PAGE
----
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Open AccessArticle
Valorization of Phosphate Mine Waste Rocks as Materials for Road Construction
Minerals 2019, 9(4), 237; https://doi.org/10.3390/min9040237 - 17 Apr 2019
Abstract
The road construction sector is a worldwide high consumer of natural aggregates. The use of unusual industrial by-products in road techniques can contribute to the conservation of non-renewable natural resources and the reduction of wastes produced by some industries. Phosphate waste rocks could [...] Read more.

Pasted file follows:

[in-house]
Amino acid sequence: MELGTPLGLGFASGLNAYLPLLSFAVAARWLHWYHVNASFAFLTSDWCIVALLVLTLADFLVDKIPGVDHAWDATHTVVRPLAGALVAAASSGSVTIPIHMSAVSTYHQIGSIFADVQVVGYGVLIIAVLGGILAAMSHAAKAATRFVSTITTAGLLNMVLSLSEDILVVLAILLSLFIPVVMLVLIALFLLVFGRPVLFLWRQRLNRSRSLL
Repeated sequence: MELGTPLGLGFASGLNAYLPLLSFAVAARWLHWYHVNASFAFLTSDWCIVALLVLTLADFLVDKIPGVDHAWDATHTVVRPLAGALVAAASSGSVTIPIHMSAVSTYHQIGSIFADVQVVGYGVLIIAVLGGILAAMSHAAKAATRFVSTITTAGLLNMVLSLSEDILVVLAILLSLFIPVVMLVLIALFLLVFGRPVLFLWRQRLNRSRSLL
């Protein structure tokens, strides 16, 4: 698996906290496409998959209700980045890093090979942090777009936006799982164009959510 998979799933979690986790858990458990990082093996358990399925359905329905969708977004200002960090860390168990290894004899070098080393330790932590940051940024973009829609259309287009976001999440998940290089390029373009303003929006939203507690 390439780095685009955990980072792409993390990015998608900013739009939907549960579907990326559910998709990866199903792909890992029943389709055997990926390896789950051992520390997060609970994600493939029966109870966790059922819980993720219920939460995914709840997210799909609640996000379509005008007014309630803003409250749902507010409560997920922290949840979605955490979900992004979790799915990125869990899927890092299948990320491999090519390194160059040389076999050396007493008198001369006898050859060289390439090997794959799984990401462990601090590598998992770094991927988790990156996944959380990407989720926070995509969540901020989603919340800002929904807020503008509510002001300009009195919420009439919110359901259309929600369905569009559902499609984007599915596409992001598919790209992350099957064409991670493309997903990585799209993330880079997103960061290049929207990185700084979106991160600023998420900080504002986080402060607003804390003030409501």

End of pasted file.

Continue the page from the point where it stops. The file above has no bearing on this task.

The road construction sector is a worldwide high consumer of natural aggregates. The use of unusual industrial by-products in road techniques can contribute to the conservation of non-renewable natural resources and the reduction of wastes produced by some industries. Phosphate waste rocks could be considered as potential alternative secondary raw materials in road construction. The use and valorization of these wastes is currently limited according to the Moroccan guide for road earthworks (GMTR). The guide has classified these materials as waste products, which consequently, cannot be used in road construction. However, phosphate waste rocks are sedimentary natural rocks which have not been subjected to any transformation other than mechanical fragmentation. The goal of this paper is to discuss key-properties of various phosphate mine waste rocks (PMWR) to be used as road materials. Samples were taken from different stockpiles in the phosphate mine site of Gantour in Morocco. The different waste rocks samples were characterized in terms of their physical, geotechnical, chemical, mineralogical and environmental properties using international testing norms. The obtained results showed that the studied PMWR presented satisfying characteristics; the specific (particle) density: ρs > 26 kN/m3, Los Angeles abrasion: 45% < LA < 58%), methylene blue value MBV < 1 g/100g, organic matter: OM < 1% and plasticity index: PI < 20%. All PMWR were confirmed as possessing the requested geotechnical properties to be used as materials for embankments. Moreover, leaching tests showed that none of them released any contaminants. In field application, these materials have been also successfully used in in situ experimental pilot testing. Therefore, the PMWR have to be classified in the category of natural aggregates that are similar to conventional materials. Full article